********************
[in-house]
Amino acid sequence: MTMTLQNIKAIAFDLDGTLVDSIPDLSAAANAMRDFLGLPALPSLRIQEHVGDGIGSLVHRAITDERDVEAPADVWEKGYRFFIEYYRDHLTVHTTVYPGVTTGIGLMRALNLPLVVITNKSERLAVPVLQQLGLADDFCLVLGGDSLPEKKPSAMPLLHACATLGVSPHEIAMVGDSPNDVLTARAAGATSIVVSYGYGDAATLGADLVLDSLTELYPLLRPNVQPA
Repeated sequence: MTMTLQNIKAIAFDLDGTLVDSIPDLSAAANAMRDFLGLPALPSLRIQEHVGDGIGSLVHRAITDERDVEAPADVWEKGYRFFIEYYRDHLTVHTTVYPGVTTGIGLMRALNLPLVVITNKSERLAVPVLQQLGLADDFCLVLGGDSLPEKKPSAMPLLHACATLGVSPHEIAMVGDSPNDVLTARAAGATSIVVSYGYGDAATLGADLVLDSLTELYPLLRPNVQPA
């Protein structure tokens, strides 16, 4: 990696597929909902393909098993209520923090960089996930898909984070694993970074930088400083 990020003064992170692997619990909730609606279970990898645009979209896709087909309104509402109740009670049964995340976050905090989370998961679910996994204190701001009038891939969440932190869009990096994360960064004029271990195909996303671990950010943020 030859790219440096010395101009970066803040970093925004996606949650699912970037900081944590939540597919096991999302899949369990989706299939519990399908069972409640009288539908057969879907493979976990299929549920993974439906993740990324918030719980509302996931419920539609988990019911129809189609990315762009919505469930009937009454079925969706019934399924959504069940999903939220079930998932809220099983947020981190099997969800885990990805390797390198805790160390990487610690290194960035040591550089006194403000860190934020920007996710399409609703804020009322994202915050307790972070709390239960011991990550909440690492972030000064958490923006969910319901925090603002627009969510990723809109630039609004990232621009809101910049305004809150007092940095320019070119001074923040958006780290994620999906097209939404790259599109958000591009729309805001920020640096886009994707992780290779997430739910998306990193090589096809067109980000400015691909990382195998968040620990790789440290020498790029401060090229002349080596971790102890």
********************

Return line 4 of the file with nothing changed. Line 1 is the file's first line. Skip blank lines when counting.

């Protein structure tokens, strides 16, 4: 990696597929909902393909098993209520923090960089996930898909984070694993970074930088400083 990020003064992170692997619990909730609606279970990898645009979209896709087909309104509402109740009670049964995340976050905090989370998961679910996994204190701001009038891939969440932190869009990096994360960064004029271990195909996303671990950010943020 030859790219440096010395101009970066803040970093925004996606949650699912970037900081944590939540597919096991999302899949369990989706299939519990399908069972409640009288539908057969879907493979976990299929549920993974439906993740990324918030719980509302996931419920539609988990019911129809189609990315762009919505469930009937009454079925969706019934399924959504069940999903939220079930998932809220099983947020981190099997969800885990990805390797390198805790160390990487610690290194960035040591550089006194403000860190934020920007996710399409609703804020009322994202915050307790972070709390239960011991990550909440690492972030000064958490923006969910319901925090603002627009969510990723809109630039609004990232621009809101910049305004809150007092940095320019070119001074923040958006780290994620999906097209939404790259599109958000591009729309805001920020640096886009994707992780290779997430739910998306990193090589096809067109980000400015691909990382195998968040620990790789440290020498790029401060090229002349080596971790102890």